An emergency physician publicly and honestly wrestles with an all too common problem in emergency departments.
I’m an emergency physician at an urban hospital, and I see alcoholics every single shift, brought in by the ambulance “found down” — that is, found passed out in public places or belligerent on the streets.
When these patients get to the ER, it’s a remarkably underwhelming workup. We remove their urine-soaked clothes, put them on our monitors, and, for the most part, let them “MTF” — metabolize to freedom, which is to say they can leave when they can walk.
We’ll survey for signs of trauma or injury and possibly do very basic labs to check for gross metabolic abnormalities, but more often we just give them some IV fluids and vitamins. When they’re sober enough to make the bleary-eyed walk to the bathroom down the hall, I deem them stable for discharge and release them from whence they came.
It is undoubtedly one of the worst cases of “patchwork” healthcare that exist. Because while emergency medicine is by definition short-term care, we get to know our “frequent fliers” quite well — our noncompliant heart failure patients, gang members who just can’t stop getting shot, our end-stage COPD patients who still smoke a pack a day, our sickle cell patients, and yes, our addicts.
Just how powerless do they feel?
So the question begs, why do I as an emergency physician not do more to stop their disease, the same way I do for organic chronic disease? I do ask every alcoholic if they are ready to quit, as one of the central tenets of recovery is that the alcoholic has to want to quit. But nine times out of ten, they tell me, “Naw, doc, I’m cool,” as they eye their water bottle at bedside that smells suspiciously like Everclear.
So what is an emergency physician to do, who still has the rest of the room full of patients to take care of? You do what you can and tell them they will die if they continue on, give them the stock print-out of support resources that they inevitably leave behind with the dirty sheets, and hope you don’t see them again. If you want to go above and beyond, you can send the bright-eyed bushy-tailed medical student or the bleeding-heart social worker in to give it their best shot also.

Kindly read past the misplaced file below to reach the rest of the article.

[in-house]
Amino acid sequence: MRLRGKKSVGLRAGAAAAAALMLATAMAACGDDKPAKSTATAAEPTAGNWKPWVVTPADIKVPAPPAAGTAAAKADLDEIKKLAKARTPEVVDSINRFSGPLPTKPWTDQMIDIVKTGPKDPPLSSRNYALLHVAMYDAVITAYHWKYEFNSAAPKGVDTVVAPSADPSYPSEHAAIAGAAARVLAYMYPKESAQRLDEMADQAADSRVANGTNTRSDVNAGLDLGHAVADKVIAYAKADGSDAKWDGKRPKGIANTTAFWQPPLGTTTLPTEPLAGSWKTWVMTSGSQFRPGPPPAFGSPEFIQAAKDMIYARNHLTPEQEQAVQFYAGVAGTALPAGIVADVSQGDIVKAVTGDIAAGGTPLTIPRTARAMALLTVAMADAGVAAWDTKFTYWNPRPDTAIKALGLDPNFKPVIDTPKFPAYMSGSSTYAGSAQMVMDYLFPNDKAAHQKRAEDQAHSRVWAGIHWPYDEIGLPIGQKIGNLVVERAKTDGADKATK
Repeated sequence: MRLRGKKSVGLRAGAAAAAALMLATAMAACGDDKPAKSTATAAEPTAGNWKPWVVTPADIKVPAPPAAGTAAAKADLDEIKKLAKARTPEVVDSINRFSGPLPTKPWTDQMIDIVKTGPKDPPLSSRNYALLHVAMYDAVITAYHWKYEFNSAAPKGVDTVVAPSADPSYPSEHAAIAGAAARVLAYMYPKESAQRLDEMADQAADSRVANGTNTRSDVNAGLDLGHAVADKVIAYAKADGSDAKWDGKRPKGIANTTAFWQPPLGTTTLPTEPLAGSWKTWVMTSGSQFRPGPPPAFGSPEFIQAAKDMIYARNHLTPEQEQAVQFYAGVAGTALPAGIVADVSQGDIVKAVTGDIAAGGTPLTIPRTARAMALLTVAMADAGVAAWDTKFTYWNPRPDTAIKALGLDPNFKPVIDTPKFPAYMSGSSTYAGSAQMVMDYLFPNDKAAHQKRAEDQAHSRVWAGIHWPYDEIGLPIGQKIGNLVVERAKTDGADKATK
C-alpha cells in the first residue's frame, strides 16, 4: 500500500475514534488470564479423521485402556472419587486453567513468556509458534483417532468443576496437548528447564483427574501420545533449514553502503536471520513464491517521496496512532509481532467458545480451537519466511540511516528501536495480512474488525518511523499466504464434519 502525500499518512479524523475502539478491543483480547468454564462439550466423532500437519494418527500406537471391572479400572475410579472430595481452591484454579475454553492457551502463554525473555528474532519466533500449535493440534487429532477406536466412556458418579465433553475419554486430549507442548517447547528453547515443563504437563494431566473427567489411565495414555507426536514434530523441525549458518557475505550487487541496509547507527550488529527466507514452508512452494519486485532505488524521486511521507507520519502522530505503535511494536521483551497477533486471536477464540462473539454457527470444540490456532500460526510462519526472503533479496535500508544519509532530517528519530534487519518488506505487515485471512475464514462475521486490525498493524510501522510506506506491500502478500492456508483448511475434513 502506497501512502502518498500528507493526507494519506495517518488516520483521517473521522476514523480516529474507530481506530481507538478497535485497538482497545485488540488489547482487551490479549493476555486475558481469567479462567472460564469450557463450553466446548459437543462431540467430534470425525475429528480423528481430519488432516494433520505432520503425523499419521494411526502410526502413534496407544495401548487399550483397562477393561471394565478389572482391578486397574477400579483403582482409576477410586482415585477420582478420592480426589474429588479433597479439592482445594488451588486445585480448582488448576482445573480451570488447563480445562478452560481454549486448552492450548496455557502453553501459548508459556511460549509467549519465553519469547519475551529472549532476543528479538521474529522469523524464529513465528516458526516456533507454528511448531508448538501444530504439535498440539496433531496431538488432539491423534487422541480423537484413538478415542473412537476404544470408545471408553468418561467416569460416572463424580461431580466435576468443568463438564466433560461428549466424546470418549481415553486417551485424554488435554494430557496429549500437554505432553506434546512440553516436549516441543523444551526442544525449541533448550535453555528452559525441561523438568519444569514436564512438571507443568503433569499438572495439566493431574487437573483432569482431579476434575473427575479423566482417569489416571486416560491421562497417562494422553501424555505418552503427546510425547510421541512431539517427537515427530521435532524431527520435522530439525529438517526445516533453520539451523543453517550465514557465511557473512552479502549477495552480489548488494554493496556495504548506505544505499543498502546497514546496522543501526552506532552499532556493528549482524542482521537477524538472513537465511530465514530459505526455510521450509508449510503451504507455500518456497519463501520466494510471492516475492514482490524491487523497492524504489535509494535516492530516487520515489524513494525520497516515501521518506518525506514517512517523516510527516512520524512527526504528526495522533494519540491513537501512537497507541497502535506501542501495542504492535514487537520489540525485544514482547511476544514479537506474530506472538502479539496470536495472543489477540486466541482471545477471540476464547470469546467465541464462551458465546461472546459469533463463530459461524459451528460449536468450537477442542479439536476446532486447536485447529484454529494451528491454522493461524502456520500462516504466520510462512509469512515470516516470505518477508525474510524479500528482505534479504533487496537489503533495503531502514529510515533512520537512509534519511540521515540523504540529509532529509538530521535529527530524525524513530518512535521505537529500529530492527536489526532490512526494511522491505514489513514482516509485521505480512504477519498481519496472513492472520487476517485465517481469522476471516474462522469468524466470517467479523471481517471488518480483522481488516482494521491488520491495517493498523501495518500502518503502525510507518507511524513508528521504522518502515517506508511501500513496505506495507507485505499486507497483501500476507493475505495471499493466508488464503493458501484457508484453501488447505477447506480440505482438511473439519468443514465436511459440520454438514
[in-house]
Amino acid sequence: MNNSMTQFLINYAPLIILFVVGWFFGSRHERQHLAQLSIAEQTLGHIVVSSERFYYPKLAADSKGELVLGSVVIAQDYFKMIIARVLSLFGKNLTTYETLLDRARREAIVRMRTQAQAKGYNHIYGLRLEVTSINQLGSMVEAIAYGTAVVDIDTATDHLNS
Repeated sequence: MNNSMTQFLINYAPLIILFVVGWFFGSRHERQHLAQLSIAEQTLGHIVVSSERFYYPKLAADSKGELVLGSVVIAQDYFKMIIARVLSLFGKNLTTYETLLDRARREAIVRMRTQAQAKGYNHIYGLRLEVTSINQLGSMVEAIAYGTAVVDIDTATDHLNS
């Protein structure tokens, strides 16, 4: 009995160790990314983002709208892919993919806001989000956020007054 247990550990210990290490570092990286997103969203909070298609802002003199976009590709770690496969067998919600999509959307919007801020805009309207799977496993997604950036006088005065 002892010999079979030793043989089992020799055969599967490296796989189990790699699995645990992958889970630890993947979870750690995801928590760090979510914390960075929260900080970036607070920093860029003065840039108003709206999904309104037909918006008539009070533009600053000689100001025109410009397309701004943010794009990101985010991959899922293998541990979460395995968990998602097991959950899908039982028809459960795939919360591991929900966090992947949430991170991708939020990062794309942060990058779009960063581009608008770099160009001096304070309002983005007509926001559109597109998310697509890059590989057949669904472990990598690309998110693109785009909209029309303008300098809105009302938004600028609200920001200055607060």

A strange thing happens, however, after I receive some variation of the “Naw, doc, I’m cool” response: I ask them when they plan to have their next drink. I ask which liquor store they’re going to go to, how long it’s going to take for them to get there, and if they have money in their pocket for it. Because alcohol withdrawal is just as, if not more so, dangerous than alcohol overdose itself. There are few withdrawals from substances that can kill, but alcohol is the foremost of them. So they tell me they have their daily fifth of vodka still at home, they show me the bus pass they will use to get there, and I let them go and continue my complicity with their disease.
There are apparent issues with this form of addiction medicine, but most of all a resource one: with the emergency room so often just the purgatory between drinks for alcoholics, few emergency departments are actually equipped to offer these addicts the help they need beyond their acute intoxication.
I detect a bit of patient blaming here. That bothers me. But, the writer gets at the real problem here. It’s a systems failure. It’s clear from the article that they’ve got nothing meaningful to offer the patient. In that context, the helpers have no help to offer and, therefore, no hope to offer.
If these patients were offered real help with sincere hope, how many of them might give it a shot? And, once their engaged with helpers who have something to offer, how many of them could we get out of this cycle of emergency department admissions.